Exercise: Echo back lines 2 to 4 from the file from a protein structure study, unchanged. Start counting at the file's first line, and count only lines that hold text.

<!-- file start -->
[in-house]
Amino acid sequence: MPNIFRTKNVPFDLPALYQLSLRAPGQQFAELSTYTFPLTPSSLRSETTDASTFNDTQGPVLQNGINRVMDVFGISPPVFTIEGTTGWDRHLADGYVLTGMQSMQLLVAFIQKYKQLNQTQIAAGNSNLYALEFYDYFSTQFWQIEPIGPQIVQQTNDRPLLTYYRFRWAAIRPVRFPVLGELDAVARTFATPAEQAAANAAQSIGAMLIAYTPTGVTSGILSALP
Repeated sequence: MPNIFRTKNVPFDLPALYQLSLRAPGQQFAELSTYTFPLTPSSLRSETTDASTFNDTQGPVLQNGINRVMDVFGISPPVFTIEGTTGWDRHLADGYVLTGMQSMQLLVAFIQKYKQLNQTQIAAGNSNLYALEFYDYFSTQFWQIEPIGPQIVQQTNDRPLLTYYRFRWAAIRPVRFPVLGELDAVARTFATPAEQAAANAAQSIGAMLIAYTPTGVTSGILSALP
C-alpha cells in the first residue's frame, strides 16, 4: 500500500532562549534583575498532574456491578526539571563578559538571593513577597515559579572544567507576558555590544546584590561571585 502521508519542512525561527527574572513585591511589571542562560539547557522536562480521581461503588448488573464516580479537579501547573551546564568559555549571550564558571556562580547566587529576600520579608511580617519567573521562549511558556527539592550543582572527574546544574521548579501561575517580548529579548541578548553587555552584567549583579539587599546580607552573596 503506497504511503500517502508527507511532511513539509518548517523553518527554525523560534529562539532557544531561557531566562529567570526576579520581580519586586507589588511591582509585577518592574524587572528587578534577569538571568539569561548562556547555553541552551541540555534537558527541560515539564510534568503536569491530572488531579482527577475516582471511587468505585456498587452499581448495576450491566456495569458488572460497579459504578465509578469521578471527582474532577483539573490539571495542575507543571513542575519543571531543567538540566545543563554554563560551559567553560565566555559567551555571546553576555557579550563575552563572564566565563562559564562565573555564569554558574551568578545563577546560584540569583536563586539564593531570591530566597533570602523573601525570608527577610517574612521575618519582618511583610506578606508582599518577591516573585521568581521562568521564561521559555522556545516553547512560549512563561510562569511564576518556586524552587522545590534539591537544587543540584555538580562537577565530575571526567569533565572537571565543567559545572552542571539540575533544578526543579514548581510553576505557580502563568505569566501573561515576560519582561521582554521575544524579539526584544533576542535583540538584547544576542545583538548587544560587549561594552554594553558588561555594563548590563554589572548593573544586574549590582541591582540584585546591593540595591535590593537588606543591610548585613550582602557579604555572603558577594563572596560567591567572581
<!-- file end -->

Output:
Amino acid sequence: MPNIFRTKNVPFDLPALYQLSLRAPGQQFAELSTYTFPLTPSSLRSETTDASTFNDTQGPVLQNGINRVMDVFGISPPVFTIEGTTGWDRHLADGYVLTGMQSMQLLVAFIQKYKQLNQTQIAAGNSNLYALEFYDYFSTQFWQIEPIGPQIVQQTNDRPLLTYYRFRWAAIRPVRFPVLGELDAVARTFATPAEQAAANAAQSIGAMLIAYTPTGVTSGILSALP
Repeated sequence: MPNIFRTKNVPFDLPALYQLSLRAPGQQFAELSTYTFPLTPSSLRSETTDASTFNDTQGPVLQNGINRVMDVFGISPPVFTIEGTTGWDRHLADGYVLTGMQSMQLLVAFIQKYKQLNQTQIAAGNSNLYALEFYDYFSTQFWQIEPIGPQIVQQTNDRPLLTYYRFRWAAIRPVRFPVLGELDAVARTFATPAEQAAANAAQSIGAMLIAYTPTGVTSGILSALP
C-alpha cells in the first residue's frame, strides 16, 4: 500500500532562549534583575498532574456491578526539571563578559538571593513577597515559579572544567507576558555590544546584590561571585 502521508519542512525561527527574572513585591511589571542562560539547557522536562480521581461503588448488573464516580479537579501547573551546564568559555549571550564558571556562580547566587529576600520579608511580617519567573521562549511558556527539592550543582572527574546544574521548579501561575517580548529579548541578548553587555552584567549583579539587599546580607552573596 503506497504511503500517502508527507511532511513539509518548517523553518527554525523560534529562539532557544531561557531566562529567570526576579520581580519586586507589588511591582509585577518592574524587572528587578534577569538571568539569561548562556547555553541552551541540555534537558527541560515539564510534568503536569491530572488531579482527577475516582471511587468505585456498587452499581448495576450491566456495569458488572460497579459504578465509578469521578471527582474532577483539573490539571495542575507543571513542575519543571531543567538540566545543563554554563560551559567553560565566555559567551555571546553576555557579550563575552563572564566565563562559564562565573555564569554558574551568578545563577546560584540569583536563586539564593531570591530566597533570602523573601525570608527577610517574612521575618519582618511583610506578606508582599518577591516573585521568581521562568521564561521559555522556545516553547512560549512563561510562569511564576518556586524552587522545590534539591537544587543540584555538580562537577565530575571526567569533565572537571565543567559545572552542571539540575533544578526543579514548581510553576505557580502563568505569566501573561515576560519582561521582554521575544524579539526584544533576542535583540538584547544576542545583538548587544560587549561594552554594553558588561555594563548590563554589572548593573544586574549590582541591582540584585546591593540595591535590593537588606543591610548585613550582602557579604555572603558577594563572596560567591567572581